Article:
Posts Tagged ‘U.S. Supreme Court’

Florida’s death row would be about three-quarters smaller if the state followed the practice of the majority of death penalty states and required the jury to unanimously decide a death sentence instead of by simple majority.  Alabama and Delaware also permit judges to impose death sentences following a non-unanimous jury decision.

After an 18-month investigation into Florida’s 390 death row inmates, the Villages Daily Sun found that judges had imposed death sentences 287 times or 74% of the cases after jurors could not agree on the sentencing.  If Florida had just changed their sentencing to supermajority instead of unanimous, 43% of the state’s death row prisoners would have received life sentences, as in Alabama which requires 10 or more jurors agree.

Although Delaware, like Florida, allows a recommendation for death by a simple majority of the jury (7 out of 12), it first requires the jury to unanimously find the aggravating factors that justify a death sentence.

Florida’s high-rate of death sentences now costs the state an estimated $9 million a year. (more…)

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The U.S. Supreme Court has put police stations all around the country on notice: if you withhold evidence you can be sued.  The court let stand a civil jury verdict against two LAPD detectives who concealed evidence that kept an innocent man in jail for more than 2 years awaiting trial.  The justices turned down an appeal from the LA city attorney who contended that because the man was freed before trial, the police officers could not be sued for hiding evidence.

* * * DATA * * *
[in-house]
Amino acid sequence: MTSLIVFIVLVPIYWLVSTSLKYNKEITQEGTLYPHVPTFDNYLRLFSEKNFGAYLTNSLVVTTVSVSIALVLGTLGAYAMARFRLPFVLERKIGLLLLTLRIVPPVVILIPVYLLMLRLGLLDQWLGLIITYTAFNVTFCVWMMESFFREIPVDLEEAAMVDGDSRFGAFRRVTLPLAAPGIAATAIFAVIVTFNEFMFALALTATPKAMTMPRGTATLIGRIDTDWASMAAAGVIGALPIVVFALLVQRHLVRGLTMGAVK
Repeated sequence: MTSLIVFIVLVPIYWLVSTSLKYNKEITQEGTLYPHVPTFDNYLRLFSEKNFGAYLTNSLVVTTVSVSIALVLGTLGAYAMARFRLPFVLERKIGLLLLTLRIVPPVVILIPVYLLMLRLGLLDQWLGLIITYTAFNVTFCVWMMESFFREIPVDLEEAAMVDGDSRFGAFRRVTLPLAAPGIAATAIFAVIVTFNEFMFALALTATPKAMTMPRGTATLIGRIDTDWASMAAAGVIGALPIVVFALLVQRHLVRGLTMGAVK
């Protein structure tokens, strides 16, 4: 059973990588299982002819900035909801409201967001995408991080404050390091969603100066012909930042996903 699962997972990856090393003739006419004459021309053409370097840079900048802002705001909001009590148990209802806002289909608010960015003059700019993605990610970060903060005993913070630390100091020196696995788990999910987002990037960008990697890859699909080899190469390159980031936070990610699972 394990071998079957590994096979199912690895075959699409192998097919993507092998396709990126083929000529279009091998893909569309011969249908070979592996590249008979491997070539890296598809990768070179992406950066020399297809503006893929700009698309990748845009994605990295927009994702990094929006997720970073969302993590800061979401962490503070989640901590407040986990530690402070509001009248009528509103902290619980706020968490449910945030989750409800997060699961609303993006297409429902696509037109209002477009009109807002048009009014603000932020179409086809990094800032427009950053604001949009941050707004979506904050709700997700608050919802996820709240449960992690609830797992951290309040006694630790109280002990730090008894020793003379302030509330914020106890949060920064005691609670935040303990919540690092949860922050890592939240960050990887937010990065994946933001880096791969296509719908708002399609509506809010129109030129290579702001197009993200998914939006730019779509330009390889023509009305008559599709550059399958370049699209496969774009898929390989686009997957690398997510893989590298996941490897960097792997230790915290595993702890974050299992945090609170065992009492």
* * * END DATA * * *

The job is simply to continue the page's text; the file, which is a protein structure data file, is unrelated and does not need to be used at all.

Michael Walker, who is now deceased, was standing in a store in the Crenshaw neighborhood of LA in August of 2005 when a store clerk thought he looked like a middle-aged black man who had robbed the store a few days earlier. Police were called and Walker was arrested. He agreed to be interviewed and have his belongings searched.

No evidence was ever discovered linking him to the robbery, but detectives saw him as a prime suspect in not just one robbery, but more than a dozen in the area. Each time, the thief gave the clerk or cashier a handwritten note demanding money. Usually the note misspelled the word “start” as in “start shooting.”

Walker maintained his innocence. Two detectives, Steven Moody and Robert Pulido still believed they had the right man. They held Walker in jail pending investigation. To justify his detention and $1 million bail, they filed a report telling prosecutors that, “Since the arrest of Walker, the crime spree caused by the ‘Demand Note Robber’ has ceased.”

This was in fact untrue.

Two days after Walker was arrested, a man matching the description robbed the Golden Bird restaurant presenting a note to the cashier. Later that same day, a Burger King was robbed in the same manner. The notes both misspelled “start”.

The detectives later admitted under oath that they knew the robberies continued and didn’t tell anyone, including prosecutors. In other words, that Walker couldn’t have committed them. So why did they lie to keep an innocent man in jail? That may never be known.

When attorneys representing Walker learned that his fingerprints were not found at the store where he was arrested, they asked the LAPD for information on other robberies. The LAPD refused saying it was too burdensome to the department.

Later, a judge ordered the information to be disclosed. That is when defense attorneys learned that another man matching the description had been apprehended fleeing a robbery and that his fingerprints were found at the scene of the store Walker was arrested in.  When prosecutors learned of this, they dropped the charges against Walker.